Ports to Plains Corridor Coalition wants "Trans-Texas Corridor" status for a third NAFTA Corridor
New four-state corridor 'almost halfway complete'
By Karen D. Smith
A four-state game of connect the dots appears almost halfway complete, one player said.
Highway departments in Texas, New Mexico, Oklahoma and Colorado have been working to connect cities and towns along a 1,400-mile stretch of highways that, knitted together, make up the Ports to Plains Trade Corridor, Michael Reeves said.
Reeves, president of the Ports to Plains Corridor Coalition based in Lubbock, previewed the update he planned to deliver at a Texas Transportation Commission meeting this morning in Austin.
When finished, four-lane divided highways will run fluidly from Laredo north to Denver - even splitting at Dumas to fork through New Mexico and the Oklahoma Panhandle before reconnecting at the Mile High City.
"Ports to Plains is progressing," Reeves said by phone Tuesday. "A little over 500 miles currently are four- or six-lane divided (highway), and another 137 miles is under construction. We're getting close to that halfway point."
The route, designated a priority by Congress in 1998, could be the magnet for up to 40,000 new jobs along its entire length - spurring an economic impact of more than $4.5 billion, Reeves said.
"The main benefactors of this are the types of businesses that need a lot of land - any sort of business that needs transportation and access to markets," he said.
The potential exists for Ports to Plains to take on "Trans-Texas Corridor" or interstate highway status, if it is used as much as projected, said Mark Tomlinson, district engineer for the Texas Department of Transportation's Amarillo District.
"I think in the backs of the minds of many members of the Ports to Plains coalition, is the possibility that someday we may reach that point," he said. "The effect also would be a higher level of appreciation of the system and (therefore) more resources to upgrade them."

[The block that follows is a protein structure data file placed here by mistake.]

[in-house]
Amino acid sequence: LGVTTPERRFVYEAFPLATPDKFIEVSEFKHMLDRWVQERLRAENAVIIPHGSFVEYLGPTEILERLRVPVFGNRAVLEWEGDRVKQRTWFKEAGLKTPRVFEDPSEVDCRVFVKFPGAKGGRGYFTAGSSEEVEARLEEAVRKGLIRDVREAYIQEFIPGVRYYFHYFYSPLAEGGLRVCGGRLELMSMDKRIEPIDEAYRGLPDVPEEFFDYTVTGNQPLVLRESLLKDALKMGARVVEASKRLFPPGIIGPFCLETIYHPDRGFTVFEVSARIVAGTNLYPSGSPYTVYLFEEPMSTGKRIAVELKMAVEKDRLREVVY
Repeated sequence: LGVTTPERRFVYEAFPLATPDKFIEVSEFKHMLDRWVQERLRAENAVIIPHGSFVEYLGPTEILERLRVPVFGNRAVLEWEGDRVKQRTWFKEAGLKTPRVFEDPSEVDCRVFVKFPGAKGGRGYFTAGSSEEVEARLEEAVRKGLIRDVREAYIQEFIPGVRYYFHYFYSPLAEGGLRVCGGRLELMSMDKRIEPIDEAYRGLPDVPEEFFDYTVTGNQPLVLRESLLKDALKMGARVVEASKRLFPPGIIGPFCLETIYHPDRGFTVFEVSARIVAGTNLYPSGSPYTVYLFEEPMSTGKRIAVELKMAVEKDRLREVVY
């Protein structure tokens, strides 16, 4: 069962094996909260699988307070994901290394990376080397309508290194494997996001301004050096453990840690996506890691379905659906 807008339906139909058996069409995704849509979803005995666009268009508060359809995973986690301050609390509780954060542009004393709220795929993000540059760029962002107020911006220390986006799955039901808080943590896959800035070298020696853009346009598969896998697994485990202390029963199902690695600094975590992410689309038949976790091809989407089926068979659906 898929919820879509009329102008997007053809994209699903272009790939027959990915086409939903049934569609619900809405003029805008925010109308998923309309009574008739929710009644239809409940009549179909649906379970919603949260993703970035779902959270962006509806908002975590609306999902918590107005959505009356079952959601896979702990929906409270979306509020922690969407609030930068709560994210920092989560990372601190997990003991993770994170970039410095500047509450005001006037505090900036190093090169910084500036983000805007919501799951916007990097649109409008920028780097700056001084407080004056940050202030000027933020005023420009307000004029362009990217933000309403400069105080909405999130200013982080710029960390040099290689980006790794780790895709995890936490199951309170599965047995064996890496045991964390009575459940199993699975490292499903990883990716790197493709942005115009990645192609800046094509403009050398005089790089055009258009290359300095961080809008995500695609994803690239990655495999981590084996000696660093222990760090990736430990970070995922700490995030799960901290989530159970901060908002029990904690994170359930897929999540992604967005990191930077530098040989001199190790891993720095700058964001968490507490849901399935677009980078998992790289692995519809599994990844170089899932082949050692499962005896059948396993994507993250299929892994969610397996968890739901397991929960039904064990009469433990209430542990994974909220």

As the corridor grows, however, so do the costs, due to inflation.
The price of materials and fuel to get them to places like the Oklahoma Panhandle has increased with the price of fuel, said Robert Ward, a division engineer for the Oklahoma Department of Transportation.
"The dollar's not going to go as far," Ward said. "We used to pay about $30 to $35 per ton for asphalt. Our last bid was for $60 for a ton of asphalt. So a project that cost you $3.5 million a few years ago might cost you $5 million or $6 million."
On the Road
Texas, New Mexico and Oklahoma transportation departments have projects under way as part of the Ports to Plains Trade Corridor effort. Expect to see orange cones at the following locations:
# U.S. Highway 87: A stretch 13 miles south from Texline is being widened to a four-lane divided highway in two 6.5-mile segments. Construction on the first section should be completed by October. The second section, begun last October, should be completed by October 2007.
# U.S. Highway 64/87: Crews are widening a 13-mile stretch near Raton, N.M. The project should be completed this fall or in spring 2007. A second 13-mile segment should begin in Union County near Clayton, N.M., this summer. Work on the rest of the 80 miles of roadway connecting Raton and Clayton will be performed in similar segments through 2009.
# U.S. 287: Workers are resurfacing three miles heading north from Boise City, Okla. Right-of-way has been purchased for the widening of that segment to four lanes. Subsequent segments of roadway resurfacing and right-of-way purchase will be done over the next four years. The total Oklahoma distance of U.S. 287 involved is 15.6 miles.
Copyright © 2006 Amarillo Globe-News